The UN General Assembly (UNGA) week in the US witnessed Pakistan’s anti-India rhetoric over Kashmir, with vehement counters by India. Imran had stated before his departure from Islamabad that he would only concentrate on Kashmir and Indian actions, during his visit to New York.
Realistically, Pakistan had nothing else to offer to the global community, as it is neither economically viable nor an active participant in world affairs nor a destination for international investment.
The fact is that Pakistan has, throughout its history, been accused of supporting terrorism and being the epicentre of terrorist activities. It has within its soil 130 UN designated terrorists and 25 terrorist entities listed by the UN. While its rhetoric may have been aimed at playing to its domestic audience, it was not missed by the world.
From seeking mediation by Trump, regularly threatening world powers about the possibility of a nuclear war in the sub-continent, comparing the Indian government to Hitler and terming India as the ‘killers of Kashmir’, Pak left nothing out when it attempted to inform the world that Indo-Pak relations are now at the ebb and could only improve with India backtracking on Kashmir, which it knew would never happen.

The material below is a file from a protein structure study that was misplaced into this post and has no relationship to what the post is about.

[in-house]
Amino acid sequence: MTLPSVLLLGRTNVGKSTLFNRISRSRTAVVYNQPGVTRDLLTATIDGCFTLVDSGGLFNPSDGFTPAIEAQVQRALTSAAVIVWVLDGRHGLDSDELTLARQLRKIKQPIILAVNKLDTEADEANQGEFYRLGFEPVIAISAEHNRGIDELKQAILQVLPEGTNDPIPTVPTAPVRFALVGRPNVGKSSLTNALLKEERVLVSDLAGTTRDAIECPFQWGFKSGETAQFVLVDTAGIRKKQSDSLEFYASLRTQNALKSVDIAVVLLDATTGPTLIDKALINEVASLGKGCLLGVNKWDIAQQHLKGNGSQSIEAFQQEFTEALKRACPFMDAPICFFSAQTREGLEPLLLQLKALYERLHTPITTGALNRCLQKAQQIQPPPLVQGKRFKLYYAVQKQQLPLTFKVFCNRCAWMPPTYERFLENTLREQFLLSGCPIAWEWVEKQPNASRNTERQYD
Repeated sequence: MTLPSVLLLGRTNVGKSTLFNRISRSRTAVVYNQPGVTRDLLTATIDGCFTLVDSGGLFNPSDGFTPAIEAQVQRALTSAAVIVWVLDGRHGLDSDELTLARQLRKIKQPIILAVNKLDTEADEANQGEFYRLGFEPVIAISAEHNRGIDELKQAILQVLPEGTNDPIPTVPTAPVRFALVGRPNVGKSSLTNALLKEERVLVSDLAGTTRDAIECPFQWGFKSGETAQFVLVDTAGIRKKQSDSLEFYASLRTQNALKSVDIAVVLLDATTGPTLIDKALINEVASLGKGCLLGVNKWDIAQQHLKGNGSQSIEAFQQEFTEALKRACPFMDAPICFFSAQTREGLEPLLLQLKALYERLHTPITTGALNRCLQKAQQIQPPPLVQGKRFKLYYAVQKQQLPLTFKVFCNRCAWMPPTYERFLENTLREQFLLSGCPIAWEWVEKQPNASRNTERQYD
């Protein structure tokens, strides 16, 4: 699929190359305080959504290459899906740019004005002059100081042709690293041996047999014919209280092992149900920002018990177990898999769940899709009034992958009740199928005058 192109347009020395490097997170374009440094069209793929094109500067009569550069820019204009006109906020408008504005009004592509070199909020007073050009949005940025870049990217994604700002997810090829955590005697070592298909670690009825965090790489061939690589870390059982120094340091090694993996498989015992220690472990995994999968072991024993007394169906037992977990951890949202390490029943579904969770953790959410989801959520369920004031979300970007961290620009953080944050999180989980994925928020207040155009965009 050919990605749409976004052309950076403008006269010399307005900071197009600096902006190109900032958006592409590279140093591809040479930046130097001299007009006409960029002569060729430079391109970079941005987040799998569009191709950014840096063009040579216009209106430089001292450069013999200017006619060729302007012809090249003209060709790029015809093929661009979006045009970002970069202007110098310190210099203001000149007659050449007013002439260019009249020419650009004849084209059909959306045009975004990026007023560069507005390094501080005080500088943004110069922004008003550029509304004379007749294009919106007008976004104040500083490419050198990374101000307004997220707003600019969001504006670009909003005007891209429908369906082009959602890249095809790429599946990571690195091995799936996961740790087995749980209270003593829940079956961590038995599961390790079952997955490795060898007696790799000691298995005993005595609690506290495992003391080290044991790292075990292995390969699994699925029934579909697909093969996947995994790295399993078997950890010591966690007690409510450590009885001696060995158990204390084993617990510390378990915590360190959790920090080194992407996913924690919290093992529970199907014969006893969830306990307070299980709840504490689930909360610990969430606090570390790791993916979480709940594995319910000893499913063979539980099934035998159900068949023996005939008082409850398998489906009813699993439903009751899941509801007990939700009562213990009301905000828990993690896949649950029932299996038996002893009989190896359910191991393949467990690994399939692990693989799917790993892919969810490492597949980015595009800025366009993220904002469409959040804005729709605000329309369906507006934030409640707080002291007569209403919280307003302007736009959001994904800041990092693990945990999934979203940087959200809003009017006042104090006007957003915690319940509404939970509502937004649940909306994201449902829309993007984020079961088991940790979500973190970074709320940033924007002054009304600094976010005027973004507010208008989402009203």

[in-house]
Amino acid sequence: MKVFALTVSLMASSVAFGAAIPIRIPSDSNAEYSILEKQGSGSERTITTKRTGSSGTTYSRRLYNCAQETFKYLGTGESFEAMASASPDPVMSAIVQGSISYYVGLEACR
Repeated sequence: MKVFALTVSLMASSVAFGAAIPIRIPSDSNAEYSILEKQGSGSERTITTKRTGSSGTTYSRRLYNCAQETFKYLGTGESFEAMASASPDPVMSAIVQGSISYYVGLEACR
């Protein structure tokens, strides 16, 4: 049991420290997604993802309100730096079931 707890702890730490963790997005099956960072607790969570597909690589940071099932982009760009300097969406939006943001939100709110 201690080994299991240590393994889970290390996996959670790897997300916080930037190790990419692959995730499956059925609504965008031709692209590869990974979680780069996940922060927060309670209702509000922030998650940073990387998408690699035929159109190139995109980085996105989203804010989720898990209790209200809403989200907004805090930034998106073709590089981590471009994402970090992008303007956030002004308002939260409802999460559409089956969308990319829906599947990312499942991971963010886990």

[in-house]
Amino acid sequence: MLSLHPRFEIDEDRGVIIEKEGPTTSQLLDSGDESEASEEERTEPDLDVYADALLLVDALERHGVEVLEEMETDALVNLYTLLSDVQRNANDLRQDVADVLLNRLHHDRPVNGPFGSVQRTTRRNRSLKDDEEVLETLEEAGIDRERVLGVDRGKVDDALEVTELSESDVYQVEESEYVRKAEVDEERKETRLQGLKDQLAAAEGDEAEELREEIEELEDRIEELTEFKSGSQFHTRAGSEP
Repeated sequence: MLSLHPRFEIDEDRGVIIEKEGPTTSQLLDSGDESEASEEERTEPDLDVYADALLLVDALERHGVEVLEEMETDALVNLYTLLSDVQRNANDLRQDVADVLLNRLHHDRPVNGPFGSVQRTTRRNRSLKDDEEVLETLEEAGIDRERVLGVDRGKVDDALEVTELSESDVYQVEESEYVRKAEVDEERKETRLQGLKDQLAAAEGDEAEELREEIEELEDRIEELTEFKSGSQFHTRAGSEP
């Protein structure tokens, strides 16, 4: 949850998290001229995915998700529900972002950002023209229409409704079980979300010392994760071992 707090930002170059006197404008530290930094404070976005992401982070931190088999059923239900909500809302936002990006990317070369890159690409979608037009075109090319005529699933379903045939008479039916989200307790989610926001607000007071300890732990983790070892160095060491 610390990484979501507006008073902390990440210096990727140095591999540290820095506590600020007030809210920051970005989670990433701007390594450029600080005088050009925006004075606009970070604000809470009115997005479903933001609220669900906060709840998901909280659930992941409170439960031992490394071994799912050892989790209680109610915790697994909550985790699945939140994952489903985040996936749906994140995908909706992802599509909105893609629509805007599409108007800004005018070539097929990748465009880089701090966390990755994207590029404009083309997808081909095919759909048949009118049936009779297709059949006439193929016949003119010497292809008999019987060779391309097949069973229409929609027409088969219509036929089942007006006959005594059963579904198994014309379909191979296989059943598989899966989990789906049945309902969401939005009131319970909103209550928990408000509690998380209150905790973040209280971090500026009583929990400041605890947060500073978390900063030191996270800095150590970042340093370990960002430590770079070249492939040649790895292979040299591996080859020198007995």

The tone and tenor of its leadership in the comments, accompanied by Pakistan’s uniateral actions of downgrading relations, by recalling its High Commissioner, indicated that any chance of peace or talks have been dumped by it.
India countered Pakistan by claiming that Kashmir is its internal matter, refusing mediation and justifying its approach of refusing dialogue by stating, ‘elimination of terrorism is a precondition not only for fruitful cooperation but also for the very survival of the region itself.’
This clearly indicates that India too has taken a rigid stance and would refuse to bend to Pakistan’s blackmail. Thus, battle lines have been drawn and neither side is willing to bend.
Comments by world leaders at the UNGA indicated that for majority of the international community Kashmir was not something which warranted any attention. Apart from the Turkish President, Erdogan, who specifically mentioned lifting restrictions in Kashmir, the Chinese foreign minister,who mentioned changing of status quo,and the Malaysian Prime Minister stating resolution through dialogue, no other leader even mentioned Kashmir.
The OIC made its customary statement criticizing Indian actions in Kashmir, ignoring Chinese treatment to its own Muslims, a comment India rightly ignored. Modi’s charisma, international standing and a growing Indian economy made the world rightly ignore Kashmir.